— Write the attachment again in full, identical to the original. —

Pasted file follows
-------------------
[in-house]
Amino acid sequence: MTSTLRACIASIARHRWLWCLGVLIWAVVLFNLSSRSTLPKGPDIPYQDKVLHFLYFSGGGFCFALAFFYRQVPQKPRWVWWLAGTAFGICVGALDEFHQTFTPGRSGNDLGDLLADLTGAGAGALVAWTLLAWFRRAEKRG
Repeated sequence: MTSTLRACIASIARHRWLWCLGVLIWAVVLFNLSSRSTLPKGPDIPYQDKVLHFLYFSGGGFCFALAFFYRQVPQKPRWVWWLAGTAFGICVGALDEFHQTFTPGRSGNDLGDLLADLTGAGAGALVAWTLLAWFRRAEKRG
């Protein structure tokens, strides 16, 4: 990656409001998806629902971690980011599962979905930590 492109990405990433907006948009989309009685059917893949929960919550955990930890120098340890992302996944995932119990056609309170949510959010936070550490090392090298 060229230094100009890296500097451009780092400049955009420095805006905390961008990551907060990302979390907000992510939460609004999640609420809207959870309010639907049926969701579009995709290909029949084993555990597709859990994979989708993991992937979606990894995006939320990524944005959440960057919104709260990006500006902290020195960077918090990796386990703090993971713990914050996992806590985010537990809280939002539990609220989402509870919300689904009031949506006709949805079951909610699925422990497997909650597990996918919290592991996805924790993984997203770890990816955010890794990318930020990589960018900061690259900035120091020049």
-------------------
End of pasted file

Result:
[in-house]
Amino acid sequence: MTSTLRACIASIARHRWLWCLGVLIWAVVLFNLSSRSTLPKGPDIPYQDKVLHFLYFSGGGFCFALAFFYRQVPQKPRWVWWLAGTAFGICVGALDEFHQTFTPGRSGNDLGDLLADLTGAGAGALVAWTLLAWFRRAEKRG
Repeated sequence: MTSTLRACIASIARHRWLWCLGVLIWAVVLFNLSSRSTLPKGPDIPYQDKVLHFLYFSGGGFCFALAFFYRQVPQKPRWVWWLAGTAFGICVGALDEFHQTFTPGRSGNDLGDLLADLTGAGAGALVAWTLLAWFRRAEKRG
């Protein structure tokens, strides 16, 4: 990656409001998806629902971690980011599962979905930590 492109990405990433907006948009989309009685059917893949929960919550955990930890120098340890992302996944995932119990056609309170949510959010936070550490090392090298 060229230094100009890296500097451009780092400049955009420095805006905390961008990551907060990302979390907000992510939460609004999640609420809207959870309010639907049926969701579009995709290909029949084993555990597709859990994979989708993991992937979606990894995006939320990524944005959440960057919104709260990006500006902290020195960077918090990796386990703090993971713990914050996992806590985010537990809280939002539990609220989402509870919300689904009031949506006709949805079951909610699925422990497997909650597990996918919290592991996805924790993984997203770890990816955010890794990318930020990589960018900061690259900035120091020049």